Why make a Will?
It’s certainly not an easy topic to think about, but what would happen to your family if you died? Would your partner be able to meet the mortgage repayments without your contributions? Have you agreed on a suitable guardian for your minor children? Planning for the future might be scary, but it is also something that every adult needs to consider and make arrangements for. Trust us – you will feel much better once you have your affairs in order.
At Stone Group Lawyers, we regularly advise clients on all aspects of estate planning, from setting up testamentary trusts for your beneficiaries, distributing your assets, dealing with superannuation and life insurance, and appointing guardians for your minor children.
By making a Will, you can direct how your property is to be distributed following your death.
If you die without a Will, the laws of intestacy will apply to your Estate. This means that your assets may be sold to satisfy debts and will be shared among your relatives. If a deceased is survived by their spouse and children, their spouse will receive the household chattels (furniture, whitegoods etc.), the first $150,000 of the Estate and either half or a third of the residue of the Estate (depending on the make-up of your family). The children will receive the balance of the Estate equally between them. This can be problematic where you have recently separated from a spouse, have estranged relationships with any of your children, have remarried and have step-children, or wish to make particular provisions for certain family members.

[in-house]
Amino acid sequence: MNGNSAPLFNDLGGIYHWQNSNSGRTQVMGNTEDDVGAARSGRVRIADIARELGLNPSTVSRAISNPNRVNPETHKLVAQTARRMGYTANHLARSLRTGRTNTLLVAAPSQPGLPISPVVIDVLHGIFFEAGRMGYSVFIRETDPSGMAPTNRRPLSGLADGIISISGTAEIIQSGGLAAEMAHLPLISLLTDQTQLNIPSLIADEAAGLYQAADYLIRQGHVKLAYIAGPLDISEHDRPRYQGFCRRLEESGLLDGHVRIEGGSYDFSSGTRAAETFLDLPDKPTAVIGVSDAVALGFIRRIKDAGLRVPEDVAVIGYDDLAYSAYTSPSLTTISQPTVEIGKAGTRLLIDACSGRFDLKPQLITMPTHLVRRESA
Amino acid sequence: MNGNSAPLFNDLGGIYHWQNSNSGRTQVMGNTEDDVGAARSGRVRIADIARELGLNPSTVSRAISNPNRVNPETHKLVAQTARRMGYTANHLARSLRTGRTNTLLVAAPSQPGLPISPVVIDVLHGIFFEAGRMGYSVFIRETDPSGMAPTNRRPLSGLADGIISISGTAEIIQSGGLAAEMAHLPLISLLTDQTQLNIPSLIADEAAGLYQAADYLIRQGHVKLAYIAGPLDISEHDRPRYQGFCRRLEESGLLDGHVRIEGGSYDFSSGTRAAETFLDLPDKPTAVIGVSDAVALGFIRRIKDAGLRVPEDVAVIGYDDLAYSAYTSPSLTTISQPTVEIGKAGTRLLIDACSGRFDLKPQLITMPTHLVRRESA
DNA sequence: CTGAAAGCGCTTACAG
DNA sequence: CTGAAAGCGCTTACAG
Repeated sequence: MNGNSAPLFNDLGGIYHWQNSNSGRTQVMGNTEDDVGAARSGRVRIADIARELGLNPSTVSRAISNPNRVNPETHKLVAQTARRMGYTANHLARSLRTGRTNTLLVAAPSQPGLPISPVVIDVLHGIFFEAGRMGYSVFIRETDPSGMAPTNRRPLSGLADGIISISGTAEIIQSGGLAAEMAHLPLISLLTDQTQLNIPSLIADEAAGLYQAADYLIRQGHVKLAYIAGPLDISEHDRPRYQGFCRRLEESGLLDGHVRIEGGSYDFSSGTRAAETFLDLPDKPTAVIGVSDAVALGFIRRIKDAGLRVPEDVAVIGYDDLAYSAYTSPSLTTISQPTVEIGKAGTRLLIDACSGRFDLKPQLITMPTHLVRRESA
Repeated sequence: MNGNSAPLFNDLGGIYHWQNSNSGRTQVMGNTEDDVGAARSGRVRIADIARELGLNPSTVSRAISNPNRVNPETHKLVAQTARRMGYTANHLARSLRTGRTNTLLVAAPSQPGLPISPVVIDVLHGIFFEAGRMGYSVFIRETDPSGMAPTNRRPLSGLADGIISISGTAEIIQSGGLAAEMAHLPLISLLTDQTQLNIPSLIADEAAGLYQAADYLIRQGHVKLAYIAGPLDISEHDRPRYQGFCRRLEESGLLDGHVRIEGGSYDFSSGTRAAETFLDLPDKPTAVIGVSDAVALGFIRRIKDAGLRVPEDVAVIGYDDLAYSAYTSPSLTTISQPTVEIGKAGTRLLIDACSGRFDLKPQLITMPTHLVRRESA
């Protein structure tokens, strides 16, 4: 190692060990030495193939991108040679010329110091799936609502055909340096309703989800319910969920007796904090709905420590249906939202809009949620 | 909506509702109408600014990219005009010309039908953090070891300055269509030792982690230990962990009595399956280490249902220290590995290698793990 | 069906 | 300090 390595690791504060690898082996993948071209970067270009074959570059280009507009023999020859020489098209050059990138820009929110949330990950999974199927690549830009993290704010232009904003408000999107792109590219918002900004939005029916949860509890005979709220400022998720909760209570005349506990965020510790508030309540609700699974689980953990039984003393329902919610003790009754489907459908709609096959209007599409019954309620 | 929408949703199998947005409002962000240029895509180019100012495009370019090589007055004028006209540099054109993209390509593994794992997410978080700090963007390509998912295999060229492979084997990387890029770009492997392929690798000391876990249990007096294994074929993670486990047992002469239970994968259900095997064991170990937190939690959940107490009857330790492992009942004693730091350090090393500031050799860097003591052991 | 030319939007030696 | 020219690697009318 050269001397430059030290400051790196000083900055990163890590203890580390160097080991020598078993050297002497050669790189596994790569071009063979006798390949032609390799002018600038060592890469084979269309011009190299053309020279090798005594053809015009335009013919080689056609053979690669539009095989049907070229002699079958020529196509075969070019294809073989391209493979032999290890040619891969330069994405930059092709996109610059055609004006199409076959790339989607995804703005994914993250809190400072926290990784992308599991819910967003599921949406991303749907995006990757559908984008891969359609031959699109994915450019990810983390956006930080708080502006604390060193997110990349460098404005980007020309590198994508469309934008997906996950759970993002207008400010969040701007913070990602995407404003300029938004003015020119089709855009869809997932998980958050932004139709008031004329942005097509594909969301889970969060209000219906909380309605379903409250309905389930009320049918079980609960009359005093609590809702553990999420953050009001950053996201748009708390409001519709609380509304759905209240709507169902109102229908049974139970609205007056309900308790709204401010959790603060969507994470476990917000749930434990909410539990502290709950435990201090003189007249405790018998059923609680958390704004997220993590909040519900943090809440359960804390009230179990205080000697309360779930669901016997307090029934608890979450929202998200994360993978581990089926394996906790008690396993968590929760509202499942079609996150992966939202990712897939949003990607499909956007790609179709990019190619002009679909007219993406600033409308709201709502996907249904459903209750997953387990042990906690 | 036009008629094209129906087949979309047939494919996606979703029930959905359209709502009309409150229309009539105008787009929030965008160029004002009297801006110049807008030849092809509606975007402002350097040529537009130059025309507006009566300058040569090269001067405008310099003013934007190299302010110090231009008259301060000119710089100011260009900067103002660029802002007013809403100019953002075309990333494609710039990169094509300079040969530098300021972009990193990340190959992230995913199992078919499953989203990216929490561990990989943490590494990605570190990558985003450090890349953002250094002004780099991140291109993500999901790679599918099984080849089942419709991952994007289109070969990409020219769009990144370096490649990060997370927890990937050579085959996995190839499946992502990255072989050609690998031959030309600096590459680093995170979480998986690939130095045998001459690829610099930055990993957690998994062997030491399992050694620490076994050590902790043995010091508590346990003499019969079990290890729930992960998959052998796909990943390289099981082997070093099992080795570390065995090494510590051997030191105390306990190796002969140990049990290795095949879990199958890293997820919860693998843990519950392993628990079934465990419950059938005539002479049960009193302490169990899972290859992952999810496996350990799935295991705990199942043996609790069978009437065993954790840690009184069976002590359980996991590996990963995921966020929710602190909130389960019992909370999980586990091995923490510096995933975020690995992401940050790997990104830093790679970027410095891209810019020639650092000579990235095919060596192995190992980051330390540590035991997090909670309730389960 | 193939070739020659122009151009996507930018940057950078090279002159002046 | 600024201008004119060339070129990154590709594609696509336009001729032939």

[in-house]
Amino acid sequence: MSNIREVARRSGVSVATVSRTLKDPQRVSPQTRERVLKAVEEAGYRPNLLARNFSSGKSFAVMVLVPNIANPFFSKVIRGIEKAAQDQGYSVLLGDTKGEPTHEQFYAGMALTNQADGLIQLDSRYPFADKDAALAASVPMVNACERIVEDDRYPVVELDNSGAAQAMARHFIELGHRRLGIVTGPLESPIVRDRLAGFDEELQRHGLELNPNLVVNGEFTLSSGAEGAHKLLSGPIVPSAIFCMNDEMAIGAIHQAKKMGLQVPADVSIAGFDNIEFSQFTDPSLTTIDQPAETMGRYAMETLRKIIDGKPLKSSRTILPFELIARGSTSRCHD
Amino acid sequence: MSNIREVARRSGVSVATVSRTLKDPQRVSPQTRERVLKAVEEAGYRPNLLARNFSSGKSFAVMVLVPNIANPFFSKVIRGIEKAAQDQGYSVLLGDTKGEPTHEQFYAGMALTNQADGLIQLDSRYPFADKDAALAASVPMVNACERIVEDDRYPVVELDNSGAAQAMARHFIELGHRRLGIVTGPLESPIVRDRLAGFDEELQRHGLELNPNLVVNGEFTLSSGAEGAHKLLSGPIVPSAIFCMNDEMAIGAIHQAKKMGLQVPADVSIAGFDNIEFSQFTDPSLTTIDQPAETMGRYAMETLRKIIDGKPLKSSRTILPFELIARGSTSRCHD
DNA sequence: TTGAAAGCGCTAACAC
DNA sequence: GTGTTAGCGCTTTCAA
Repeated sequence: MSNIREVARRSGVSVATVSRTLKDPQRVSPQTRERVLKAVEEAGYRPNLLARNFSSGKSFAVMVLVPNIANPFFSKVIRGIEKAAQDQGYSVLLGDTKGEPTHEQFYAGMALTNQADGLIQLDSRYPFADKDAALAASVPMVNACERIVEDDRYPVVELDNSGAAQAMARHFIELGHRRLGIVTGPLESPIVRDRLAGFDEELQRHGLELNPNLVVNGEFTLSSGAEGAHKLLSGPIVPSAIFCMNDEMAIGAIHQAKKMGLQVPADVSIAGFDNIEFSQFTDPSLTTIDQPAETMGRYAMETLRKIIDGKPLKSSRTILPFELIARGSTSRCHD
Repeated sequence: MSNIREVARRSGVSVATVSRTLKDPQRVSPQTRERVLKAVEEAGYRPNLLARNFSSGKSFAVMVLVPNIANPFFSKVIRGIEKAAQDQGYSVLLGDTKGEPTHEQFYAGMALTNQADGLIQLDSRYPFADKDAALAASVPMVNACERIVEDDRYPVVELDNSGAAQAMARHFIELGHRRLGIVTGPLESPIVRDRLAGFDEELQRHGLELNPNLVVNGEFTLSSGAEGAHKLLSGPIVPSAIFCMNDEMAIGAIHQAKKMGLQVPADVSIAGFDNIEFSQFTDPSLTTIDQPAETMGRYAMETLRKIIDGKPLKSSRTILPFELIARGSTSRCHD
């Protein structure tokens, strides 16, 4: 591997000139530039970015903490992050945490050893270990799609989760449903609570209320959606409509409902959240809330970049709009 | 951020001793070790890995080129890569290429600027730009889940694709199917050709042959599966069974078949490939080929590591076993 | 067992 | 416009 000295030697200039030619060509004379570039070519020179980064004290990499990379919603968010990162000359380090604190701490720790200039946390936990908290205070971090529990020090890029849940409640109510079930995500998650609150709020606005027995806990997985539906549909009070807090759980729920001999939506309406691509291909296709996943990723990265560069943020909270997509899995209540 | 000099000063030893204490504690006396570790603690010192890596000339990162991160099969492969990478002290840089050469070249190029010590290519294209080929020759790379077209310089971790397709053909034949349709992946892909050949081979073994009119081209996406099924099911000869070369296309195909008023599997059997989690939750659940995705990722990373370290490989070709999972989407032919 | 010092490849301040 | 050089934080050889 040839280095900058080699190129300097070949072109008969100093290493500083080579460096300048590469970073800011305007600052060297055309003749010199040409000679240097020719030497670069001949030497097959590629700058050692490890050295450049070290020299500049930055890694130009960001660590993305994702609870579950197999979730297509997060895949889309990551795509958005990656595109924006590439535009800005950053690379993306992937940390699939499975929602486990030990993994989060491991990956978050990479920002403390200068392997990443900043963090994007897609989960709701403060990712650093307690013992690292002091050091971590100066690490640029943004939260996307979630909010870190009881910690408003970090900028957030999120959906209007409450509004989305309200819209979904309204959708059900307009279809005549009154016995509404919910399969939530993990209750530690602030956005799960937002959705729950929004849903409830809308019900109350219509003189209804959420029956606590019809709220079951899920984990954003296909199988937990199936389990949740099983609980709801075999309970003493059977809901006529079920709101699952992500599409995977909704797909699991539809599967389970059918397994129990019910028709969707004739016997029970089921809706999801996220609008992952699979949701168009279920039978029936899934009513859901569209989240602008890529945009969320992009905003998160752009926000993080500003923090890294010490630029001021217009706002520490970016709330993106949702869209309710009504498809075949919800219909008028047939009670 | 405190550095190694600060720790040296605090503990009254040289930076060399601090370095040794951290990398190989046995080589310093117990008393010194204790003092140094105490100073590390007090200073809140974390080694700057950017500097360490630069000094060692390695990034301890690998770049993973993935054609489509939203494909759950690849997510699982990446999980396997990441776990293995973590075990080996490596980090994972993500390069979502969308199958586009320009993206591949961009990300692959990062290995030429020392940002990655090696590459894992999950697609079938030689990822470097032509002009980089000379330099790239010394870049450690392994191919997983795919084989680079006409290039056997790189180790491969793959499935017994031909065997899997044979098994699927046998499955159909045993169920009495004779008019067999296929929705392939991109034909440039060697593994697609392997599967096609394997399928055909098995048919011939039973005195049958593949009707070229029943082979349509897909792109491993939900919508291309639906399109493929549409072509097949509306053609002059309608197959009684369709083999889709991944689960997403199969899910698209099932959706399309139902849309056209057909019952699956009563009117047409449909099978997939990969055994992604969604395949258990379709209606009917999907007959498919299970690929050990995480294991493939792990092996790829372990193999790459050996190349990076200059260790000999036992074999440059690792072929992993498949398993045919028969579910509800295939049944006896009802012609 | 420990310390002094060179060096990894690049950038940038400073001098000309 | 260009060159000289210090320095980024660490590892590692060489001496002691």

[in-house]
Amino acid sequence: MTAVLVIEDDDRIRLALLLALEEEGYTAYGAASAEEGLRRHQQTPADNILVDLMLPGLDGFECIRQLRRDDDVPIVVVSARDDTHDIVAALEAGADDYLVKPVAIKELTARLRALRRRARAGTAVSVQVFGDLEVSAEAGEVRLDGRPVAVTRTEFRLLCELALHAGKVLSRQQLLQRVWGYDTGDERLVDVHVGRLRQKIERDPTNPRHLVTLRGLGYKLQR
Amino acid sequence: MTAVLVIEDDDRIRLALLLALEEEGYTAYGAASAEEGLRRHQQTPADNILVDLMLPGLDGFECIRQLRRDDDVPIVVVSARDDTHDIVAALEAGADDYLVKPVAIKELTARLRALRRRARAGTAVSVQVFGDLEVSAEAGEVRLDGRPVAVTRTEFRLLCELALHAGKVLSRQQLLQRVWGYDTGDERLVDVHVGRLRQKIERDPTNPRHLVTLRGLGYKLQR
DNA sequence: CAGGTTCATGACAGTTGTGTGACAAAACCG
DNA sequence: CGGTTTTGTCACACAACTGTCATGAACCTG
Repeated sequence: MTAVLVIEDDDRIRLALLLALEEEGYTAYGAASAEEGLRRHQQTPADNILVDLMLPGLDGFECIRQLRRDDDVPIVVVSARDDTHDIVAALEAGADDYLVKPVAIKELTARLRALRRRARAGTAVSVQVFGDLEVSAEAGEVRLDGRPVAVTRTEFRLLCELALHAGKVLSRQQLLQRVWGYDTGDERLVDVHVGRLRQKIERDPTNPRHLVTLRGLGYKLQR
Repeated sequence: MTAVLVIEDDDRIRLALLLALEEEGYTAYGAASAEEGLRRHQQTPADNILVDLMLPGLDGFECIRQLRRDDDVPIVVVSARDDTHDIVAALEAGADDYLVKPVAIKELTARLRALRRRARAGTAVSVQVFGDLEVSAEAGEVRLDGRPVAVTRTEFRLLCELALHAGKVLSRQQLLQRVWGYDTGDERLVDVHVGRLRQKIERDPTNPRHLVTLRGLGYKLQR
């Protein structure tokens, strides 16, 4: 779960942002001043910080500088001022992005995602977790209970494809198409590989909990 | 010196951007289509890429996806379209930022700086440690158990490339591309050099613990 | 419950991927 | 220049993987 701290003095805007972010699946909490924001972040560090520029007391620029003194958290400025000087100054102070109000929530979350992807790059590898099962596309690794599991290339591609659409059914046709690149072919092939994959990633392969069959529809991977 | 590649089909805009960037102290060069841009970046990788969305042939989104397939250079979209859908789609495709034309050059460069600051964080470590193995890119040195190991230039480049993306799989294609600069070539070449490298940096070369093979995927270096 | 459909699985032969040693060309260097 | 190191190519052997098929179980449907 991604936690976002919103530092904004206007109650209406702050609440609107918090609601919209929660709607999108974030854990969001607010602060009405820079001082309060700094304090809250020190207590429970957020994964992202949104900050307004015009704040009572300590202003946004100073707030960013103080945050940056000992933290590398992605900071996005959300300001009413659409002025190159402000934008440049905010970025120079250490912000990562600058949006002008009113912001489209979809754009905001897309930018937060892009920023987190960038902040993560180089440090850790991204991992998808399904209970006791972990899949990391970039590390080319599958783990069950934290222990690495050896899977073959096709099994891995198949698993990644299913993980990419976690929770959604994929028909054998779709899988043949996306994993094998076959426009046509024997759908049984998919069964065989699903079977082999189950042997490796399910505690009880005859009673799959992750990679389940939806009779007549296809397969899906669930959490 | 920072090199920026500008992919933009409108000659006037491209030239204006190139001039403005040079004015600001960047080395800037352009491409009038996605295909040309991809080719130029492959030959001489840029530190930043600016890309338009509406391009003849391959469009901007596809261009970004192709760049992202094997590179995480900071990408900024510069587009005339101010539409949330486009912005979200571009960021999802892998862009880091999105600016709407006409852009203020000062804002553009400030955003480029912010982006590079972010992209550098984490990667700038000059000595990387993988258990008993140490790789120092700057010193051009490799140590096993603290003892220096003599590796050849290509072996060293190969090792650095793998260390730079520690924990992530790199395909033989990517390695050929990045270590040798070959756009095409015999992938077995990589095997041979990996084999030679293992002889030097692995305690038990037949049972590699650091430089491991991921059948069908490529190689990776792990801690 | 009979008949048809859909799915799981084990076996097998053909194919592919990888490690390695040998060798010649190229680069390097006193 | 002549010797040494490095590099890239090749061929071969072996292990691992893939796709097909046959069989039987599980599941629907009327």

Dying without a Will means that your family members will need to apply for Letters of Administration and each stake their claim for an interest in your Estate. This will be heard in the Supreme Court of Queensland, and can be a slow, expensive process for your family members to endure when they are already grieving your death. Your family members may also struggle to agree on how your Estate should be administered, which could lead to unwanted disputes between family members. This is not a pleasant experience and not one that you would wish to impose on anyone. It is far easier to draft a Will with comprehensive instructions to your executors on how and to who your Estate should be left.
A Will gives you the opportunity to appoint your trusted friends or family members to act as the Executor of your Estate. Your Executors will:
- handle your funeral arrangements;
- manage all your assets;
- pay off any debts;
- apply to the Court for a Grant of Probate (if required); and
- distribute your assets to beneficiaries in accordance with the terms of your Will.
Often people try to avoid engaging a lawyer to assist them in drafting a Will and instead opt for a ‘do-it-yourself will kit’. These documents can be problematic, especially if they include provisions which are not sufficiently certain, or they are not completed correctly. There are legal requirements to comply with when making a Will, and if such formalities are not in place, legal costs could be incurred by your estate to prove that your Will is in fact a true representation of your testamentary wishes. The process of proving a homemade Will can be more expensive and time consuming than it would have been to engage a lawyer from the beginning.
If you do not already have a Power of Attorney or an Advance Health Directive in place, then we can assist you in drafting these as well.
Book your complimentary 45 minute consultation today.